• Create a 'sex bubble'. Similar to what some people did during COVID, you can have a select group of people where you are only having sex with each other. Each person agrees that they’d be happy to be part of the bubble and won’t have sex outside of that group. This limits the risk that you and your sex bubble come into contact with the virus. 
  • If you have an open relationship, you might want to consider making it a closed relationship for a small period of time. The fewer people you play with, the less likely you are to come into contact with the virus.

When it comes to going out, some activities can put you at greater risk than others. There are some simple steps you can take to protect yourself from monkeypox:

  • Check yourself for symptoms before heading out. If you are unwell or have a rash - stay home and seek a medical opinion.
  • Consider the type of event and venue you're going to. Close skin-to-skin contact in spaces where people may be wearing little-to-no clothes or spaces where sex is happening puts you at a greater risk of exposure.
  • Don’t share personal items, such as towels, toothbrushes or sex toys.
  • Better to stay in your own bed than to sleep on someone else’s bed sheets. 

The most effective way to prevent monkeypox is to limit your sexual partners and get vaccinated when you can.

Tell me about the Monkeypox (MPX) vaccine?

Monkeypox (MPX) vaccine appointments are now available in Victoria.

As there is a very limited supply of the vaccine, they will be limited people in Victoria who meet the following eligibility criteria:

Post-exposure prophylaxis for close contacts of Monkeypox cases (within 4 days);

HIV-negative and HIV-positive sexually active gay, bisexual and other men who have sex with men (GBM MSM) (including cis and trans men);

  • With an STI in the last 12 months OR
  • Intending to engage in sexual practices during overseas travel to Europe or North America before 31 October OR
  • Who attend sex on premises venues;

Sexually active GBM MSM (including cis and trans men) who are homeless, or have significant drug use or psychiatric illness; and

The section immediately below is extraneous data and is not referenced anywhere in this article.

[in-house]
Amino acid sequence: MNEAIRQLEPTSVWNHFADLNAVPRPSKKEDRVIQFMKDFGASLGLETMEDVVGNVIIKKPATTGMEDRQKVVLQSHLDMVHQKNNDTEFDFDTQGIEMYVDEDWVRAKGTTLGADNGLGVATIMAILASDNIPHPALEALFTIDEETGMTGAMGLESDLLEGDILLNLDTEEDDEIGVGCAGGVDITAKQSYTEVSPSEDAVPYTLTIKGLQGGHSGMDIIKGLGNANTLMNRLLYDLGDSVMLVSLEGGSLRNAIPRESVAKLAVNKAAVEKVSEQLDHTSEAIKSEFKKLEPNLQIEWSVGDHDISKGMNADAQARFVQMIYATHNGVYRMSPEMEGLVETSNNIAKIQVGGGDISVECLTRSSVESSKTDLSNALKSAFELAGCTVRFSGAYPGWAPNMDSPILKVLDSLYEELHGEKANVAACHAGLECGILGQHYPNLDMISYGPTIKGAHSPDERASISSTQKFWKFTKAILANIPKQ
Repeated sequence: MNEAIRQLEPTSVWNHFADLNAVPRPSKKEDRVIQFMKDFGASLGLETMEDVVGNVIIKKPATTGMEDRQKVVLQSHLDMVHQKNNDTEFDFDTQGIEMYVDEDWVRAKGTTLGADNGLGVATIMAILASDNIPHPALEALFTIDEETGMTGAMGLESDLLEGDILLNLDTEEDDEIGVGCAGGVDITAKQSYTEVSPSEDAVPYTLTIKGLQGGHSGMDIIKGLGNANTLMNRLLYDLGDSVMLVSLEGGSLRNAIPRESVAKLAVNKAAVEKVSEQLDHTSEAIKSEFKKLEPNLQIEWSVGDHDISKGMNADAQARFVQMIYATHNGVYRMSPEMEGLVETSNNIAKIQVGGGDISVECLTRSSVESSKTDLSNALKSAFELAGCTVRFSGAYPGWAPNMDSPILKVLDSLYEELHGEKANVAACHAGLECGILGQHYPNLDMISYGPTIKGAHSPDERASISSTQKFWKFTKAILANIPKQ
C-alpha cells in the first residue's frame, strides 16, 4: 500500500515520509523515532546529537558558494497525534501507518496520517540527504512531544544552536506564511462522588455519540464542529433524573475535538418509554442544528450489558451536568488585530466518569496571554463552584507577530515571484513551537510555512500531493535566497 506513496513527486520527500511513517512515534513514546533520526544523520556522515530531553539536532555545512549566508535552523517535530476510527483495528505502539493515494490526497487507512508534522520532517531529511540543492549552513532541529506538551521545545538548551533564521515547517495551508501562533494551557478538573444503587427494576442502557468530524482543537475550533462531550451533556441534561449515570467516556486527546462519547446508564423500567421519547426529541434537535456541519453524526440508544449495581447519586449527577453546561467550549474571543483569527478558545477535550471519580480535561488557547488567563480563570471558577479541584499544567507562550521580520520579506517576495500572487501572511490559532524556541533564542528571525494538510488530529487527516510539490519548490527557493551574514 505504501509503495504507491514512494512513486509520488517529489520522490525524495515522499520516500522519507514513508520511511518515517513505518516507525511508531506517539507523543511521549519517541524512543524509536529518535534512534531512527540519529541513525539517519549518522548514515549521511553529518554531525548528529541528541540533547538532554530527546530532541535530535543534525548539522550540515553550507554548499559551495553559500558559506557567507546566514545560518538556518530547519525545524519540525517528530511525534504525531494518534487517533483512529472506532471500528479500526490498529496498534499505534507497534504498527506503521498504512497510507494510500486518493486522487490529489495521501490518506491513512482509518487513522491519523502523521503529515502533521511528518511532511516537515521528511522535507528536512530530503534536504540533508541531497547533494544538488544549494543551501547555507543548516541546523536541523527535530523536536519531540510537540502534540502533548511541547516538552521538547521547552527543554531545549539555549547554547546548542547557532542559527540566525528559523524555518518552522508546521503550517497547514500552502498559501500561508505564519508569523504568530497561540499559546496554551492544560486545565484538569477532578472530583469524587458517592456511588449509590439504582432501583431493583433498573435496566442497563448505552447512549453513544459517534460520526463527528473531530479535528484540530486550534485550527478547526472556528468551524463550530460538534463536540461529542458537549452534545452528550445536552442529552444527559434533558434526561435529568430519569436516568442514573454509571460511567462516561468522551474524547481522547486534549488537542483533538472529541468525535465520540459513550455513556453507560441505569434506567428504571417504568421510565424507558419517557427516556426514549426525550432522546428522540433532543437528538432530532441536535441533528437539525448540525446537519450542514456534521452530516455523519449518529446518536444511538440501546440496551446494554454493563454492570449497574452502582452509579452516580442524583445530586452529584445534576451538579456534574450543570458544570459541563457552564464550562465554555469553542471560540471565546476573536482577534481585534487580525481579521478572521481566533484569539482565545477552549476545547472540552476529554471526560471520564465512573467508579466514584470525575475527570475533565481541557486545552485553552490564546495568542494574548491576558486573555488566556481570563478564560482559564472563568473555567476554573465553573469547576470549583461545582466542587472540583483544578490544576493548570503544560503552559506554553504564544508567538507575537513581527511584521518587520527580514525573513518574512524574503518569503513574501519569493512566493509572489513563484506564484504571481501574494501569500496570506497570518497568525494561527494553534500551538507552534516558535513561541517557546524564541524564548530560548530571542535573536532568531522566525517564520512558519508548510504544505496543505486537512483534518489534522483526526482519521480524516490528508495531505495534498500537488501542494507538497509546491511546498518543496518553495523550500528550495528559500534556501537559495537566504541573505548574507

Sex workers who engage in sex with GBM MSM.

Where can I get the vaccine?

Currently, vaccines are in limited supply across Australia. In metropolitan Melbourne, the MPX vaccine is being offered through a small number of clinics, including Thorne Harbour Health.

While many clinics have exhausted their allocation of vaccines, you can register your details with us and we will notify you when we have more vaccines and appointments available.

Register your details

For individuals who fulfil the criteria for vaccination and reside in regional Victoria, email your closest regional Local Public Health Unit (LPHU).

Local Public Health Unit (LPHU)Email
Ovens Murray phu@awh.org.au
Barwon South Westphu@barwonhealth.org.au
Gippsland/La Trobephu@lrh.com.au
Goulburn Valley phu@gvhealth.org.au
Ballarat/Grampians phu@bhs.org.au
Loddon Mallee phu@bendigohealth.org.au

What vaccine is available?

The vaccine that is currently available to prevent MPX is the JYNNEOS vaccine.

JYNNEOS is one of two vaccines approved for use for MPX in Australia.

The other vaccine, ACAM2000, is associated with rare but serious side effects and adverse events, especially in certain groups of people such as those who are severely immunosuppressed. Because of this, ACAM2000 is not recommended for mass vaccination.

How does the JYNNEOS vaccine work?

The JYNNEOS vaccine is a two-dose vaccine. There needs to be a minimum of 28 days or four weeks between doses.